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What Has Been Going On With MindMed Lately?

MindMed ($MNMD) – the starry-eyed prospect in the psychedelic biotech space has recently turned into a soap opera starring Freeman Capital, angry retail…



MindMed ($MNMD) – the starry-eyed prospect in the psychedelic biotech space has recently turned into a soap opera starring Freeman Capital, angry retail investors, and piquing the interest of everyone interested in psychedelics. The last few months have been a rollercoaster for the company. Their management appears to remain calm as others are swiping on the war paint and preparing for battle. From a reverse stock split and dilutive financing to a lawsuit against former CEO Stephen Hurst and accusations of mishandling intellectual property by major stakeholder Freeman Capital Management– there has been nothing but controversy surrounding MindMed. 

All this uncertainty has caused extreme volatility in the stock– which only adds to the concern of shareholders. The stock peaked at $15.3 in mid-August. This week it dropped below $3 USD. The high point came shortly after the company announced a 1:15 reverse stock split. The market generally doesn’t take well to reverse stock splits because they imply the desire to artificially inflate the market price. According to MindMed CEO, Robert Barrow, this action was necessary to bring the number of shares available in line with the industry norm and to be in compliance with the NASDAQ minimum bid price– which requires the stock to close above $1 for several consecutive trading days.

As for the lawsuit against Hurst, Barrow claims to have no knowledge of the accusations. He became CEO in December of 2021, at which point he ‘made an effort to end overlap from other organizations.’ In other words, before his take over there may have been employees with ties to other companies which compromised the integrity of MindMed. It is presumptuous to assume that the current management is privy to the misdoings of past employees. However, the Freemans– of Freeman Captial Management– believe that is the case. Jake Freeman has gone on record accusing the company of mismanaging their intellectual property and allowing Ceruvia Lifesciences access to their IP.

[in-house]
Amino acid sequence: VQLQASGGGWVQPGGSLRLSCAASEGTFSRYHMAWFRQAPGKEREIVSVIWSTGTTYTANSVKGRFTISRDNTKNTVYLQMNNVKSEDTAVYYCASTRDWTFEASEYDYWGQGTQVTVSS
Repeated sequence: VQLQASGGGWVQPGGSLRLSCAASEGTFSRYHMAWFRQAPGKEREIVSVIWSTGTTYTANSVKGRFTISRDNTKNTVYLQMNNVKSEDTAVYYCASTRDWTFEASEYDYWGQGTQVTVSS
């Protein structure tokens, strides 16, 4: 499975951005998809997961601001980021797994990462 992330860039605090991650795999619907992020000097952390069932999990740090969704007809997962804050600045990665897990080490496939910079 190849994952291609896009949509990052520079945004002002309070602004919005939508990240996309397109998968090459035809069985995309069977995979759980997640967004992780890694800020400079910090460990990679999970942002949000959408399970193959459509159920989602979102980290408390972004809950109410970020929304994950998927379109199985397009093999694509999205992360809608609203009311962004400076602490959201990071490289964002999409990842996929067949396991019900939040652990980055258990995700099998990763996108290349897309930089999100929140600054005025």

In his interview with, Barrow brought up patience. This is perhaps the biggest struggle that biotech companies face. The stock market is anything but patient. With an increasingly large amount of retail investors entering the space, the desire for immediate returns is only growing. Retail investors are quick to turn their stance at the first smell of trouble. This is an especially difficult situation for biotech companies because patience is crucial. It takes years to push a drug through the pipeline. So, we are seeing here something that we see with many biotech companies. The investment community stirring things up while the company’s management remains calmly focused on the long-term picture. Though, this is not to say that recent investor concerns are not valid. 

There is of course value in scrutinizing the steps that companies take to reach their goal. Jake Freeman says that

“I remain confident in the ability of the company to be successful but I do not have confidence in current management to take the company there.”